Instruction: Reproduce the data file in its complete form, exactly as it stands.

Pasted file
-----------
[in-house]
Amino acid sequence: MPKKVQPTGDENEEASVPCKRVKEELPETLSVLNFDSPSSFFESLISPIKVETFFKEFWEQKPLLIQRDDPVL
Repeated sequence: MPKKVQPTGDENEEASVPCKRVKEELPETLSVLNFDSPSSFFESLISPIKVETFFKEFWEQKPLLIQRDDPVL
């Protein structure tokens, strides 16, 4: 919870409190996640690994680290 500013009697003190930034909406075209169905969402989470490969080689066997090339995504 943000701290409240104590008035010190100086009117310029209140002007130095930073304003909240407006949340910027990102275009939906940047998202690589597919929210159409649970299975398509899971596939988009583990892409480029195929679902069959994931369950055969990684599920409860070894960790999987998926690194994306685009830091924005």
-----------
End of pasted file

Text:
[in-house]
Amino acid sequence: MPKKVQPTGDENEEASVPCKRVKEELPETLSVLNFDSPSSFFESLISPIKVETFFKEFWEQKPLLIQRDDPVL
Repeated sequence: MPKKVQPTGDENEEASVPCKRVKEELPETLSVLNFDSPSSFFESLISPIKVETFFKEFWEQKPLLIQRDDPVL
């Protein structure tokens, strides 16, 4: 919870409190996640690994680290 500013009697003190930034909406075209169905969402989470490969080689066997090339995504 943000701290409240104590008035010190100086009117310029209140002007130095930073304003909240407006949340910027990102275009939906940047998202690589597919929210159409649970299975398509899971596939988009583990892409480029195929679902069959994931369950055969990684599920409860070894960790999987998926690194994306685009830091924005």